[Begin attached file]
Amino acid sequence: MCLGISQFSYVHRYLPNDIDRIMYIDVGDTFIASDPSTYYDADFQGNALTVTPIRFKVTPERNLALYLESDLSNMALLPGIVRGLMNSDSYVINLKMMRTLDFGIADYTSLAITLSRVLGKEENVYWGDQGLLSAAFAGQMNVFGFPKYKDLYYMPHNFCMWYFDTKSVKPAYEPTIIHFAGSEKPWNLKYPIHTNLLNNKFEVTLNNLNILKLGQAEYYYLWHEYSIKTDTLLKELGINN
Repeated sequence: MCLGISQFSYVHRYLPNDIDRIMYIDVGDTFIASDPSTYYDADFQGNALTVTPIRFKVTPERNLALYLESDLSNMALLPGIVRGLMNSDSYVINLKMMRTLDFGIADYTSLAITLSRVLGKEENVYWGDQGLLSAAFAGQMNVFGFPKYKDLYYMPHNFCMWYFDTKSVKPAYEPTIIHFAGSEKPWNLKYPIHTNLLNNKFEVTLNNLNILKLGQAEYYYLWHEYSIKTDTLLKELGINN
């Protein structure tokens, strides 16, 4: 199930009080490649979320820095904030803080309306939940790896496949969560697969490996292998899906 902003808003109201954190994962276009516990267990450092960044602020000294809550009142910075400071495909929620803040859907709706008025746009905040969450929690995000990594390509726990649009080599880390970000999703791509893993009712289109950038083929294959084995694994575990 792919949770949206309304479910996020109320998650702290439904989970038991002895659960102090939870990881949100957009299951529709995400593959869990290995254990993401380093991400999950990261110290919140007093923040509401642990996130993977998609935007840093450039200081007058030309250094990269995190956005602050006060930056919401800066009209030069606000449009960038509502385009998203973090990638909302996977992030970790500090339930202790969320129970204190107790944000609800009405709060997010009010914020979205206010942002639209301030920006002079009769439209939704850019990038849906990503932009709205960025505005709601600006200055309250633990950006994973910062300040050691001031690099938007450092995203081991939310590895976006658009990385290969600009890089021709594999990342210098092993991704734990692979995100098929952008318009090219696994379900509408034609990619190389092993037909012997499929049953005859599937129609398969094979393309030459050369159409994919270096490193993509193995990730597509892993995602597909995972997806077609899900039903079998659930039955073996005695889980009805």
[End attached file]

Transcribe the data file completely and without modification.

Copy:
Amino acid sequence: MCLGISQFSYVHRYLPNDIDRIMYIDVGDTFIASDPSTYYDADFQGNALTVTPIRFKVTPERNLALYLESDLSNMALLPGIVRGLMNSDSYVINLKMMRTLDFGIADYTSLAITLSRVLGKEENVYWGDQGLLSAAFAGQMNVFGFPKYKDLYYMPHNFCMWYFDTKSVKPAYEPTIIHFAGSEKPWNLKYPIHTNLLNNKFEVTLNNLNILKLGQAEYYYLWHEYSIKTDTLLKELGINN
Repeated sequence: MCLGISQFSYVHRYLPNDIDRIMYIDVGDTFIASDPSTYYDADFQGNALTVTPIRFKVTPERNLALYLESDLSNMALLPGIVRGLMNSDSYVINLKMMRTLDFGIADYTSLAITLSRVLGKEENVYWGDQGLLSAAFAGQMNVFGFPKYKDLYYMPHNFCMWYFDTKSVKPAYEPTIIHFAGSEKPWNLKYPIHTNLLNNKFEVTLNNLNILKLGQAEYYYLWHEYSIKTDTLLKELGINN
């Protein structure tokens, strides 16, 4: 199930009080490649979320820095904030803080309306939940790896496949969560697969490996292998899906 902003808003109201954190994962276009516990267990450092960044602020000294809550009142910075400071495909929620803040859907709706008025746009905040969450929690995000990594390509726990649009080599880390970000999703791509893993009712289109950038083929294959084995694994575990 792919949770949206309304479910996020109320998650702290439904989970038991002895659960102090939870990881949100957009299951529709995400593959869990290995254990993401380093991400999950990261110290919140007093923040509401642990996130993977998609935007840093450039200081007058030309250094990269995190956005602050006060930056919401800066009209030069606000449009960038509502385009998203973090990638909302996977992030970790500090339930202790969320129970204190107790944000609800009405709060997010009010914020979205206010942002639209301030920006002079009769439209939704850019990038849906990503932009709205960025505005709601600006200055309250633990950006994973910062300040050691001031690099938007450092995203081991939310590895976006658009990385290969600009890089021709594999990342210098092993991704734990692979995100098929952008318009090219696994379900509408034609990619190389092993037909012997499929049953005859599937129609398969094979393309030459050369159409994919270096490193993509193995990730597509892993995602597909995972997806077609899900039903079998659930039955073996005695889980009805």